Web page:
LONDON – Is £1.7 billion ($2.7 billion) a lot of money for the British government to fork out? It is when it is a European Union budget demand that comes out of the blue. But the impact of the EU’s unexpected budget invoice is not just financial, for it has arrived at a time when the anti-EU, United Kingdom Independence Party (UKIP) is riding high in opinion polls. The episode reveals the arbitrary nature of EU budget setting, which puts the EU itself in a bad light – and could be the last straw for Britain’s EU membership.
The bill originates from a statistical recalculation by Eurostat, the EU statistical office, of the UK’s economic performance over the past 20 years. The longer-terms costs, however, could be much greater than the relatively small amount (0.1% of GDP) involved. The political crisis – which originated with the calculation of national budget surcharges and rebates from the EU budget – stems from an institutional arbitrariness that seems unjust and fosters immense resentment. Like friendships or marriages that break down over seemingly trivial issues that in fact signify fundamental problems, this budget crisis has highlighted a serious flaw in the UK-EU relationship.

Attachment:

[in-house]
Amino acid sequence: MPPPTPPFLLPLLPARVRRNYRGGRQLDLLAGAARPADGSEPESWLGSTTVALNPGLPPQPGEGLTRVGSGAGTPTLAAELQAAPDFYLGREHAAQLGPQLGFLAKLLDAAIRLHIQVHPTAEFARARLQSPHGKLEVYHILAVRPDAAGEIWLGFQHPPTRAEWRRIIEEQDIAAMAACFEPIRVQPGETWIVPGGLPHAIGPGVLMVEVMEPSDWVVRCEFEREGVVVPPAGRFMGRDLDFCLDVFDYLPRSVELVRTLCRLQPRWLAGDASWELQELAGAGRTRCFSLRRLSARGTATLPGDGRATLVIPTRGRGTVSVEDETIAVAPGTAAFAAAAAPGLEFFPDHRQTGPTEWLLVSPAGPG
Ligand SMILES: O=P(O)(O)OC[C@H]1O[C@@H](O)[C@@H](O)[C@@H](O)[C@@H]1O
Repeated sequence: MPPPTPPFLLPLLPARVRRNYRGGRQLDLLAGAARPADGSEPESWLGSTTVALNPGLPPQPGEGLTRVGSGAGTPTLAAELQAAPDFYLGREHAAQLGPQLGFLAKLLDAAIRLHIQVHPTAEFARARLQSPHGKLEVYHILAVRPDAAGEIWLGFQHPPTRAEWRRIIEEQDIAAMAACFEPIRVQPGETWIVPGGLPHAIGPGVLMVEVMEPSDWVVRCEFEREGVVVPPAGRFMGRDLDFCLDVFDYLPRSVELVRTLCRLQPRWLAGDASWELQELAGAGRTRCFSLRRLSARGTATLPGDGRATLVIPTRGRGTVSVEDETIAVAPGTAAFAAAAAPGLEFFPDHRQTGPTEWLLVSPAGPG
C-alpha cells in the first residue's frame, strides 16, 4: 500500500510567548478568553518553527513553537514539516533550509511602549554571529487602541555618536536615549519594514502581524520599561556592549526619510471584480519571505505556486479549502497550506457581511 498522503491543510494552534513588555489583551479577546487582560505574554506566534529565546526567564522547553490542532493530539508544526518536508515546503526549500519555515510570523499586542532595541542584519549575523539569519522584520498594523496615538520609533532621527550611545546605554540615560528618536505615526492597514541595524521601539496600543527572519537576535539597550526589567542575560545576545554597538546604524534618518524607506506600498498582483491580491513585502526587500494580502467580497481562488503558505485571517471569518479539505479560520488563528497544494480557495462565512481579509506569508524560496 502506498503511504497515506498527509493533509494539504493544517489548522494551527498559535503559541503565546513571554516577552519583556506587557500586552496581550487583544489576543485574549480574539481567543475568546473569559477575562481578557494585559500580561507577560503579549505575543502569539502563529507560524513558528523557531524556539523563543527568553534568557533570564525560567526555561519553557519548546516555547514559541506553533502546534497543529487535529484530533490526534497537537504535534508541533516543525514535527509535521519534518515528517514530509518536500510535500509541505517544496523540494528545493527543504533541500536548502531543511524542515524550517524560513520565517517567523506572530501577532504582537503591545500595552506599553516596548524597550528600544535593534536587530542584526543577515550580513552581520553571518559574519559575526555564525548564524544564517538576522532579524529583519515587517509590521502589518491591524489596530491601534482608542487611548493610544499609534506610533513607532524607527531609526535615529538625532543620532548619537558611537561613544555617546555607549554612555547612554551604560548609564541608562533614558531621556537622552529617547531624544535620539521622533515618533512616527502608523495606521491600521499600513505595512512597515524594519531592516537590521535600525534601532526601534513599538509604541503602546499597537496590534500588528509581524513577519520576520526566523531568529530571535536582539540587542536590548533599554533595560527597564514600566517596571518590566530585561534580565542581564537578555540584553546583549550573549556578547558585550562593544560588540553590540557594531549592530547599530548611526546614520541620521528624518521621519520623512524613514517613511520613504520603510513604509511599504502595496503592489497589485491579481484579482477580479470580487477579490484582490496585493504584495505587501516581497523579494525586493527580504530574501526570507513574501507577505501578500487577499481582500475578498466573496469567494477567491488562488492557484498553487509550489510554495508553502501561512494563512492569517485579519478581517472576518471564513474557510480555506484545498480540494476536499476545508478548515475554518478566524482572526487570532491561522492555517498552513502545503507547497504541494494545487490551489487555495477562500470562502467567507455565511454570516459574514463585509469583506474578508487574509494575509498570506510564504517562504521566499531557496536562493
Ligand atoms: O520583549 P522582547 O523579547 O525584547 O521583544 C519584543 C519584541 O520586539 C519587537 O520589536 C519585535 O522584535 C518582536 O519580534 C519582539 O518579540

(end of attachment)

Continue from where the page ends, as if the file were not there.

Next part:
The new financial demand surprised UK Prime Minister David Cameron, who called it “completely unacceptable.” For many Euroskeptics, this was yet another sign of a conspiracy by the European Commission against Britain. Referring to a children’s murder-detective board game, Cameron declared: “You don’t need a Cluedo set to know that someone has been clubbed with the lead piping in the library.” A better comparison might have been with the “Chance” cards in Monopoly, the Great Depression-era board game that highlighted the random injustice of capitalism.
The timing of the spat could not be better for Britain’s EU opponents. UKIP could conceivably hold the balance of power following next May’s general election, and force the government to hold its promised “in-out” referendum on EU membership. Under electoral pressure, Britain’s two main parties – Conservatives and Labour – are already advocating limits on immigration that are incompatible with EU law and the core principles of European integration. The emotional escalation may lead many people, on both sides of the English Channel, to conclude that the UK and the EU would each be better off without the other.